Mayflower Wind President John Hartnett presented selectmen with an overview of the company’s plans to construct a 1,200 megawatt wind farm approximately 25 miles off the southern coast of Martha’s Vineyard.
In August, Cambridge-based Mayflower Wind was awarded Massachuestts’ second offshore energy contract, following Vineyard Wind. The company plans to connect its turbines to a facility near Falmouth and onto Bourne via a 70-mile undersea cable that would run east of Chappaquiddick, according to Hartnett. Mayflower Wind’s lease area sits southeast of the Vineyard Wind site.
Mayflower Wind is hoping to submit federal permitting plans by the start of 2021, with a hope of approval in 2023. Much like Vineyard Wind, Mayflower Wind would need approval from the Martha’s Vineyard Commission, the Edgartown conservation commission, and several other local, state, and federal agencies.
No community benefit agreements have been made with individual towns. Vineyard Wind plans to have 40 employees on Island and other community benefits. In February, Vineyard Wind was dealt a setback after the U.S. Department of the Interior delayed publication of a document key to the wind energy company’s first offshore project, Vineyard Wind 1.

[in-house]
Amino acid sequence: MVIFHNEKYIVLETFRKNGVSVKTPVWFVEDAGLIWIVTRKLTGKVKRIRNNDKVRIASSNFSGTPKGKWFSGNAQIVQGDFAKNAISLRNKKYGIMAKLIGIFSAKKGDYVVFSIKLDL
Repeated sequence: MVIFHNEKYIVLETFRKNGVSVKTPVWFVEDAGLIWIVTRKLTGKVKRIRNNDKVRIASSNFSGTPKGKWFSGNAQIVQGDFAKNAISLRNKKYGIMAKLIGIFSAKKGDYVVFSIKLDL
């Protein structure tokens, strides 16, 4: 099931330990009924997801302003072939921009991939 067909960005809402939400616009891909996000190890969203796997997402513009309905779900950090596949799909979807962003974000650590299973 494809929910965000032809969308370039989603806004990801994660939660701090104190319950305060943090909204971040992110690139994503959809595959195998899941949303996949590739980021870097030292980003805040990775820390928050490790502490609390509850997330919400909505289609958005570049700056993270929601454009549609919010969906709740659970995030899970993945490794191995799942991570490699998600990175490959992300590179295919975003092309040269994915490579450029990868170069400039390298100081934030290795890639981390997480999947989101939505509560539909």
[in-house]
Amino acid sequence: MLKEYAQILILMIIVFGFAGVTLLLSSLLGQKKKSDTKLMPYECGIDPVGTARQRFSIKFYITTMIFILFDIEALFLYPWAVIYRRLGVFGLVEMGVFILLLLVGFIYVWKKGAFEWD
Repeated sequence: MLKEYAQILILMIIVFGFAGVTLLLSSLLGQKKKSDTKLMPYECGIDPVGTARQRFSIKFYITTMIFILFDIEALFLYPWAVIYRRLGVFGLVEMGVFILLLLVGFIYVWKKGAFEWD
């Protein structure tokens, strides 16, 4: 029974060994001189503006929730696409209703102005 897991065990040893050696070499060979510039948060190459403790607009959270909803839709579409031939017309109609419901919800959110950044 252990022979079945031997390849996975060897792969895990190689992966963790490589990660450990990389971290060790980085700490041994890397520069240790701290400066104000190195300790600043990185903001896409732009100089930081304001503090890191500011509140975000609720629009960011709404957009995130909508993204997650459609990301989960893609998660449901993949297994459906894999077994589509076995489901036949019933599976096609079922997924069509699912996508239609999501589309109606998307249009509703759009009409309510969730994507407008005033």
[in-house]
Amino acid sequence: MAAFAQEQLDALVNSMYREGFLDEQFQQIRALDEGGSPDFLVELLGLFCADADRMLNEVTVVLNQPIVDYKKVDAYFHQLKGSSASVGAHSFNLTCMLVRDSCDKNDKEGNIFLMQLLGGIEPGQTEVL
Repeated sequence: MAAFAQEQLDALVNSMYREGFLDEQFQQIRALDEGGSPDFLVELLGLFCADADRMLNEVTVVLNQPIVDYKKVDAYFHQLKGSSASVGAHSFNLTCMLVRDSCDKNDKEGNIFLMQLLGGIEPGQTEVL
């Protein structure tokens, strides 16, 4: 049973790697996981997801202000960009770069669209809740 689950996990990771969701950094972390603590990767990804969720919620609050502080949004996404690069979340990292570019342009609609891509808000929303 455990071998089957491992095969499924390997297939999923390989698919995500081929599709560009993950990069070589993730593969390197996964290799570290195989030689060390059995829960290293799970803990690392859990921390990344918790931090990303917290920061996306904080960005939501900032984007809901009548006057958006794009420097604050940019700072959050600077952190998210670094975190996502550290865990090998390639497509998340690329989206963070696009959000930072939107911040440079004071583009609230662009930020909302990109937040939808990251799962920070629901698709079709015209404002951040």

Last year, Vineyard Wind dealt with significant permitting setbacks to install cables in Edgartown waters. The Massachusetts Department of Environmental Protection overruled the Edgartown Conservation Commission’s 5-1 vote to deny the installation of export cables in the Muskeget Channel, and determined the cables can be installed. Edgartown has appealed that decision to the DEP’s Office of Appeals and Dispute Resolution.
In his presentation, Hartnett listed some of the Mayflower Wind’s benefits as a total of $2.5 billion in total economic benefit, 75 percent of operation and management jobs to be Massachusetts based, the lowest prices for offshore wind energy in the United States, and the elimination of 2 million metric tons of greenhouse gas emissions annually or the equivalent of removing 5 million cars from the road.
“I wanted to get through this presentation and lay out what our project looks like and we look forward to working with the town as we move forward in our development,” Hartnett said.